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This might be a stupid question, but I have just been interested in low light photography and how these new cameras have clean ultra high ISO and such. Why don’t these low light cameras use bigger sensors too? From crop sensor to full frame you gain a full stop of light. Why not just make the sensor even bigger and collect even more photons?

  • If you look at DXOMark sports highscores, they are dominated by medium format and full frame sensors... so there are bigger-than-normal sensors in use for lowlight cameras :) – rackandboneman Sep 11 at 20:31
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With a large sensor

  • the sensor is more expensive (the production cost of a sensor grows at least as fast as its physical area).
  • the whole device is bigger, and requires bigger lenses, that add to the overall cost.

There are cameras with sensors larger than full-frame, not mentioning the instruments in any modern astronomical observatory, that are mostly a huge sensor(*) coupled to a huge lens.

(*) Not always for the visible light range, though

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What happens when you double a camera in all dimensions?

  • the basic image stays the same (once you adjust the focus plane)
  • the aperture number stays the same
  • the camera gathers 4 times more light but distributes it over 4 times the sensor area. Which means that for the same exposure, you need the same ISO value
  • with 4 times the area per pixel (assuming equal MP count), photon noise gets reduced by a factor of 4. However, thermal noise stays the same per sensor area, and sensitivity is the same per area. That means that the kind of noise that is countered by "long exposure noise reduction" will stay similar.
  • unsharpness doubles
  • the camera and lens weigh 8 times more

Now the tricky thing is the "unsharpness doubles". The photon gains by increased sensor size cannot be achieved otherwise if you are already at maximum feasible aperture, like f:1.4. If you don't have scenes that allow taking the aperture to its maximum (like not being able to get both eyes and nose, or eyes and eye glasses sharp), that additional load of glass needed to support a large sensor is wasted with regard to low-light performance. You'd be better off with a smaller sensor allowing you to take the aperture to its sensible maximum. Also once you get into long exposure noise reduction ranges, the gains by a larger sensor are diminishing.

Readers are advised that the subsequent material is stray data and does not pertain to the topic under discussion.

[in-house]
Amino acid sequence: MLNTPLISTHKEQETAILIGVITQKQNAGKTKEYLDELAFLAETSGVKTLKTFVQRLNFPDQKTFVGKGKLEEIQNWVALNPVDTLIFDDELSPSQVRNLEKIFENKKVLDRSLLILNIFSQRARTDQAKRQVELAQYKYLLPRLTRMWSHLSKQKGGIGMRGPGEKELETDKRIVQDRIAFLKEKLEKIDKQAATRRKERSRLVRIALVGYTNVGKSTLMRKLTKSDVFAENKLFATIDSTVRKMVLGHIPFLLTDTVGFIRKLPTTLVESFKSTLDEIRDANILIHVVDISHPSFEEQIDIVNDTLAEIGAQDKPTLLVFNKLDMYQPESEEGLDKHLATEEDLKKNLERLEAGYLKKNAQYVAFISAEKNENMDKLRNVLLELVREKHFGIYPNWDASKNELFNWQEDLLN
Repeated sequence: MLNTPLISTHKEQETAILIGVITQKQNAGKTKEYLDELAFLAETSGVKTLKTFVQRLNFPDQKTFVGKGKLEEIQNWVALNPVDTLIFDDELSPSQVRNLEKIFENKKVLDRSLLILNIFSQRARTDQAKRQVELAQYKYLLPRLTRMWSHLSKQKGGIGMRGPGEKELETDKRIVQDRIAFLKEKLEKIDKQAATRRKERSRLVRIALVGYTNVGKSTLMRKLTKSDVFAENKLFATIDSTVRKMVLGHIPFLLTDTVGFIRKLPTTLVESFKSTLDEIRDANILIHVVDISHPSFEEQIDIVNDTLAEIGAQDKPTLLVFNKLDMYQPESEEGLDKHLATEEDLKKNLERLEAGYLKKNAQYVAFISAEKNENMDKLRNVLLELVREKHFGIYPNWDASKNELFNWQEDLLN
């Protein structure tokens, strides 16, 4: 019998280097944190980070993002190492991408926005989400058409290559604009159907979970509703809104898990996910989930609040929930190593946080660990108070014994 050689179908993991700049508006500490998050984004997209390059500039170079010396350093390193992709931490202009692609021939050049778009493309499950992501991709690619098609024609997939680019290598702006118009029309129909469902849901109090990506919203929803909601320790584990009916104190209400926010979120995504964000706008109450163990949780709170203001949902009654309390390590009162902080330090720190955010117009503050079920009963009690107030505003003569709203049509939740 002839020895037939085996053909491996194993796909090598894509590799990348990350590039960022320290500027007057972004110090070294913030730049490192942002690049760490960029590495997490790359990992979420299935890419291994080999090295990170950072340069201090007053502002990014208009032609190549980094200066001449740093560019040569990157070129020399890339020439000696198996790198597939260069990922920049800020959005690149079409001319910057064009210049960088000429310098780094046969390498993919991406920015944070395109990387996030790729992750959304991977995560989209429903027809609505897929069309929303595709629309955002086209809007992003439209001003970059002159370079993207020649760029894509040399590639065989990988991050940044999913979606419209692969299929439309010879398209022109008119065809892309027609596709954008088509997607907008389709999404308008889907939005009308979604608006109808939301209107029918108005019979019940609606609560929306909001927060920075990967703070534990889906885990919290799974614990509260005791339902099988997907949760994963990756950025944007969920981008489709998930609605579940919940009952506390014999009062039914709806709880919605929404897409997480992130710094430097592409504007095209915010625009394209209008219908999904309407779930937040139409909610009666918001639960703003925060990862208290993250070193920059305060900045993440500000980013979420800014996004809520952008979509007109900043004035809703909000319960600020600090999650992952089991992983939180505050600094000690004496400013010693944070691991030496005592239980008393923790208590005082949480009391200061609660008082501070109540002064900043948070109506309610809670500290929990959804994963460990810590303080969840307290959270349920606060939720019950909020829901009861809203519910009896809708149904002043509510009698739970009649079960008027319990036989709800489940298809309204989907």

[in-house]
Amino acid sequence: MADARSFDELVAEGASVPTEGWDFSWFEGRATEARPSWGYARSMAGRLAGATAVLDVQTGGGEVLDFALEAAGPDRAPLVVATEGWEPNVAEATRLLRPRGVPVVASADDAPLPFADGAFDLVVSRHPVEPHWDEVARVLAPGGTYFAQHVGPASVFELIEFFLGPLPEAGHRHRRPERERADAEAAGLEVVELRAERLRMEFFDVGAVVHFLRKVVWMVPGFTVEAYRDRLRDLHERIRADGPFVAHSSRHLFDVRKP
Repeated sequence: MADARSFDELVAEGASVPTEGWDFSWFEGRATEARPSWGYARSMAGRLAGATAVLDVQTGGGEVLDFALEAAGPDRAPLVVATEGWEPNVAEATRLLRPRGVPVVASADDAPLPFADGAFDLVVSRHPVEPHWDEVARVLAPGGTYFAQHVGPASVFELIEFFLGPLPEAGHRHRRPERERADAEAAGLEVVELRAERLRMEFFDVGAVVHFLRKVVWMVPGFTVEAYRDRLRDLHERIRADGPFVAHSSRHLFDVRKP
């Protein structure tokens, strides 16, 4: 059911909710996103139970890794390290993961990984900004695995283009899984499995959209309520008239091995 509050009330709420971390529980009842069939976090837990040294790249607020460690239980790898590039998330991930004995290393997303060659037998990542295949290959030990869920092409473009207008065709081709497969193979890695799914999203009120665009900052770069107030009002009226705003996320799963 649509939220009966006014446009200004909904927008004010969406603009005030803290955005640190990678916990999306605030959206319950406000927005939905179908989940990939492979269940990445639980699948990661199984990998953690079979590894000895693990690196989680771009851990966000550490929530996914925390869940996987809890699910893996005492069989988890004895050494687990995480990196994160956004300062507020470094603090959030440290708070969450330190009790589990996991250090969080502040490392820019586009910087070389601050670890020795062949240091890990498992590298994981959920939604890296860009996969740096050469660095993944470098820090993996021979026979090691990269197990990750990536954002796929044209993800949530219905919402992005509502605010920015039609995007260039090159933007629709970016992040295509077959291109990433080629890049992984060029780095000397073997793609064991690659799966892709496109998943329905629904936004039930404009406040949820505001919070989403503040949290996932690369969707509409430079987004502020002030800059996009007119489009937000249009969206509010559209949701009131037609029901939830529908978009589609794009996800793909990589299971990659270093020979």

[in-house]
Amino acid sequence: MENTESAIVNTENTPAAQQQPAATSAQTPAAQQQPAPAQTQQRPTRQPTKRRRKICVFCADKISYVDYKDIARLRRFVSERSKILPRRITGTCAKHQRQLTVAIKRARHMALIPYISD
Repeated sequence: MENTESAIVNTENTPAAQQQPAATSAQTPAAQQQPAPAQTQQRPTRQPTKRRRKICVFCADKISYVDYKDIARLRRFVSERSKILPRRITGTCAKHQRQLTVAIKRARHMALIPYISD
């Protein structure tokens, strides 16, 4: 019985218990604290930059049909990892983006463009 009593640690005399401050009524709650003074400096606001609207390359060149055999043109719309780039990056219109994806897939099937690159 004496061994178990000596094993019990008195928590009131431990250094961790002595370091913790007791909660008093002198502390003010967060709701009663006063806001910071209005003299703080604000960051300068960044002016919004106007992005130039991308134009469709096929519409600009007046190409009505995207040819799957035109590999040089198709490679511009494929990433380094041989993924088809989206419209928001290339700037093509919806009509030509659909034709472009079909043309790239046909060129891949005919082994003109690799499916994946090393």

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The issue is not the number of pixels in the frame. If one wants higher sensitivity of each pixel, then the area of the pixels need to be increased. For many fab strategies, which will result in a larger well, which will increase the quantum efficiency of the sensor.

So full frame vs DX or other formats does not make the difference that is realized with an array which has fewer pixels per given area.

Of course this can impact the cost of optics for a similar system performance.

Stated differently, the sensitivity curve (V/uJ/cm**2) has three nominal regions. The dark area, the linear area and the saturation area. The linear area is bounded by the Noise Equivalent Exposure (NEE) and the Saturation Equivalent Exposure (SEE). Larger wells, and more sensor area on the array (as opposed to mask) tends to expand the linear area of the curve. It also depresses the dark area. The dark area of the saturation curve is noise limited, which is why many cameras with high sensitivity will also perform noise reduction on low light exposures.

Sensitivity is not the only metric, and noise is a system limiting factor. And for a given sensor, the sensitivity can be modified with gain, but that will impact system noise.

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All answers are right, and i want to add one more.

a problem is the focal length. if you increase the diameter, the focal length increases, too. this will make the camera bigger.

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